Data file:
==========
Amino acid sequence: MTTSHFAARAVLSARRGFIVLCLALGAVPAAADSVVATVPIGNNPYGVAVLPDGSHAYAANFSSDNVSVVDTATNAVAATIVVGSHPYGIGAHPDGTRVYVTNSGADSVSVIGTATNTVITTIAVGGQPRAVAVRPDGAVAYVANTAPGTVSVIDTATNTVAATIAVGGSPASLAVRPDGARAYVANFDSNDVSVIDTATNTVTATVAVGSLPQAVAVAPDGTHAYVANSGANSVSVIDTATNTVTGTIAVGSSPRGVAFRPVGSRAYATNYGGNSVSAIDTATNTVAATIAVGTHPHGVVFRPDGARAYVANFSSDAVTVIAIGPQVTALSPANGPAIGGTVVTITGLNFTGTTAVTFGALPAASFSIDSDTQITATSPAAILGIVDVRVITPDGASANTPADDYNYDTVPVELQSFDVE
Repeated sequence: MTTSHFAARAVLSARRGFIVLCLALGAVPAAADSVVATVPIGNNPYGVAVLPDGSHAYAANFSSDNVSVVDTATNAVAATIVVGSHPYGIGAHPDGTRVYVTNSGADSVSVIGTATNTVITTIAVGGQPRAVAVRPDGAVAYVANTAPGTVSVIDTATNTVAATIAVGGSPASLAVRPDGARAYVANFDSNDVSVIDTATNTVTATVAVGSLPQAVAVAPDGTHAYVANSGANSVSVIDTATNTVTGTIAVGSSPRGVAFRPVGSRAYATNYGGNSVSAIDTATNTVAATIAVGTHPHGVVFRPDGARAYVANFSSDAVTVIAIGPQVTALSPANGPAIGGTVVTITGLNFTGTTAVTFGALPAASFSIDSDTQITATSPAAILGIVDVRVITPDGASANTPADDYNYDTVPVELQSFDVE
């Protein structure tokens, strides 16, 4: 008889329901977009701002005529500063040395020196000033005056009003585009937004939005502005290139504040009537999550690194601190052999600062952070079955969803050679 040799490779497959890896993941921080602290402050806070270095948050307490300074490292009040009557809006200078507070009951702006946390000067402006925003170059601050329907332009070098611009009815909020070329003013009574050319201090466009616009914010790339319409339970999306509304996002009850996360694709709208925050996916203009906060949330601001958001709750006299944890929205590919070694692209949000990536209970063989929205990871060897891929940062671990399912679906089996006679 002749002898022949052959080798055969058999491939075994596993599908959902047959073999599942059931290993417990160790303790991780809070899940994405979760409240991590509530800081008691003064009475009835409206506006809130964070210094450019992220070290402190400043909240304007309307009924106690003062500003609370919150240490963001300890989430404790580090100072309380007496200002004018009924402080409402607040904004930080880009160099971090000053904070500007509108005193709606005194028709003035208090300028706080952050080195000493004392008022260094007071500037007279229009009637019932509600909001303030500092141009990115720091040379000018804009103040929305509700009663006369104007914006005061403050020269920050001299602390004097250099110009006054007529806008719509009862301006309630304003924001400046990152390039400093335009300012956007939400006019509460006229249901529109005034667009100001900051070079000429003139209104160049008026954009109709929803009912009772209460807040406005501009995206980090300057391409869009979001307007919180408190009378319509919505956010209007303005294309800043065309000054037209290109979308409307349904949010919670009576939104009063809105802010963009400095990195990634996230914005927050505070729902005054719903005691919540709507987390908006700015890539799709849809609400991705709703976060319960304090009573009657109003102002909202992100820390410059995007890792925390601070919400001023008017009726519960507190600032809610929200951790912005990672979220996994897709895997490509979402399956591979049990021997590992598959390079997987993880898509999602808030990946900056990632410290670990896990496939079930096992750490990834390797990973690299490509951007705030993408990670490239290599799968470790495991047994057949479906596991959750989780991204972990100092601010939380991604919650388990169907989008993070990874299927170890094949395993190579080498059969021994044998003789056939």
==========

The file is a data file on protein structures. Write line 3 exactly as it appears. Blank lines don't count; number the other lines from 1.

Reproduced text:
């Protein structure tokens, strides 16, 4: 008889329901977009701002005529500063040395020196000033005056009003585009937004939005502005290139504040009537999550690194601190052999600062952070079955969803050679 040799490779497959890896993941921080602290402050806070270095948050307490300074490292009040009557809006200078507070009951702006946390000067402006925003170059601050329907332009070098611009009815909020070329003013009574050319201090466009616009914010790339319409339970999306509304996002009850996360694709709208925050996916203009906060949330601001958001709750006299944890929205590919070694692209949000990536209970063989929205990871060897891929940062671990399912679906089996006679 002749002898022949052959080798055969058999491939075994596993599908959902047959073999599942059931290993417990160790303790991780809070899940994405979760409240991590509530800081008691003064009475009835409206506006809130964070210094450019992220070290402190400043909240304007309307009924106690003062500003609370919150240490963001300890989430404790580090100072309380007496200002004018009924402080409402607040904004930080880009160099971090000053904070500007509108005193709606005194028709003035208090300028706080952050080195000493004392008022260094007071500037007279229009009637019932509600909001303030500092141009990115720091040379000018804009103040929305509700009663006369104007914006005061403050020269920050001299602390004097250099110009006054007529806008719509009862301006309630304003924001400046990152390039400093335009300012956007939400006019509460006229249901529109005034667009100001900051070079000429003139209104160049008026954009109709929803009912009772209460807040406005501009995206980090300057391409869009979001307007919180408190009378319509919505956010209007303005294309800043065309000054037209290109979308409307349904949010919670009576939104009063809105802010963009400095990195990634996230914005927050505070729902005054719903005691919540709507987390908006700015890539799709849809609400991705709703976060319960304090009573009657109003102002909202992100820390410059995007890792925390601070919400001023008017009726519960507190600032809610929200951790912005990672979220996994897709895997490509979402399956591979049990021997590992598959390079997987993880898509999602808030990946900056990632410290670990896990496939079930096992750490990834390797990973690299490509951007705030993408990670490239290599799968470790495991047994057949479906596991959750989780991204972990100092601010939380991604919650388990169907989008993070990874299927170890094949395993190579080498059969021994044998003789056939």